Owls are in the spotlight during a program on Project SNOWStorm and Project OwlNet on Tuesday, February 12 at 7 p.m. in the visitors center at Renfrew Park. The program is sponsored by Renfrew Institute, and admission is free.
As reports of increasing numbers of snowy owl sightings emerged across Pennsylvania and other northern states in the winter of 2013–14, a team of researchers gathered to learn more about these owls, calling their effort Project SNOWstorm.
Steve Huy is a co-founder of Project SNOWstorm, and co-director of Project Owlnet, a long term study of saw-whet owls based at the Lambs Knoll station in Maryland’s Catoctin Mountains.
Project SNOWstorm uses innovative science to track and understand snowy owls, and to engage people in their conservation through outreach and education.
Huy began banding snowy owls for future identification several years ago. Some of the owls are fitted with solar-powered transmitters that provide insight into their activities for several years, including data on latitude, longitude and altitude.
Researchers have discovered that some owls are “home-bodies,” rarely traveling more than a quarter-mile. Other owls travel hundreds of miles in just a few weeks, moving from islands along the Atlantic coast to Pennsylvania farm country, and then back to the coast.
The owls are given nicknames, some of which reflect where they were originally tagged. Stella, Pettibone, Baltimore, Pickford, and Island Beach are just a few of the owls whose movements are tracked by Project SNOWStorm.
An owl walk along the hiking trails of Renfrew Park in Waynesboro is scheduled for Thursday, February 8, at 6:00 p.m. This winter excursion, led by Renfrew Institute staff member and naturalist, Lori Schlosser, is for participants aged 15 and up.
The activity is free (donations accepted), but registration is required and limited to 60. Spaces are filling for this popular event, so anyone wishing to join the walk should register as soon as possible. For more information or to register, call the institute at 717-762-0373 or email to: firstname.lastname@example.org.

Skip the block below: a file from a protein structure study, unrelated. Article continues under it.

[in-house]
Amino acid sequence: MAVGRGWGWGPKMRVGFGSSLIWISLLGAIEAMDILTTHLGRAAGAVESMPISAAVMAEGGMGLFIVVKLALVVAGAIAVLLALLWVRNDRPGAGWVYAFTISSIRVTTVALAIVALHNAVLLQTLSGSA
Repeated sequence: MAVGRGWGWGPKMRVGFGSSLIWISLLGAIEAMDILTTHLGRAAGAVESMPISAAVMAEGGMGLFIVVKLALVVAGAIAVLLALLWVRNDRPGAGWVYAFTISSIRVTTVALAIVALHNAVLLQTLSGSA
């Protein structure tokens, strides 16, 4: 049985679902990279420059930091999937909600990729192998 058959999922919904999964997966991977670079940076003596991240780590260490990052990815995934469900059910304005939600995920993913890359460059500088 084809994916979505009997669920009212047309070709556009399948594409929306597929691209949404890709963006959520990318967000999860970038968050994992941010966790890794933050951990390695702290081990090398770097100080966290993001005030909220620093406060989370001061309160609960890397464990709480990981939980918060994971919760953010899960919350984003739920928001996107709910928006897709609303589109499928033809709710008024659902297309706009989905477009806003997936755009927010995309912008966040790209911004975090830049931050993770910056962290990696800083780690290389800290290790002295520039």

Just before the walk, Schlosser will present a brief introduction to owls and a preview of various owl calls at Renfrew’s visitors center. Schlosser will then lead the group along trails in the park. During several stops, the group will pause and call various owls, including the great horned owl, the barred owl and the screech owl.
Several owls have recently been spotted in the park, but patience is required when trying to call them. “If the calls are too loud, you can scare them off,” Schlosser said. Participants must stand quietly for short periods of time to watch for owl flight and listen for owl reply calls.
Participants should dress appropriately for the weather, as the walk may last up to an hour. Flashlights are permitted; however, participants will be asked to turn them off during the walk to allow their eyes to adjust to the darkness.
This program is underwritten in part by Marge Kiersz, Lucinda D. Potter, CPA, and Smith, Elliott, Kearns & Company, with additional support from Renfrew Institute’s Today’s Horizon Fund contributors: The Nora Roberts Foundation; Alma W. Oyer; APX Enclosures, Inc.; The Carolyn Terry Eddy Family: Carolyn, with daughters Connie Fleagle & Kim Larkin; and The John R. Hershey Jr. and Anna L. Hershey Family Foundation. Facility support is provided courtesy of Renfrew Museum and Park.
For more information, visit www.renfrewinstitute.org. Parking is available near the visitor center, or in Renfrew’s lower lot. |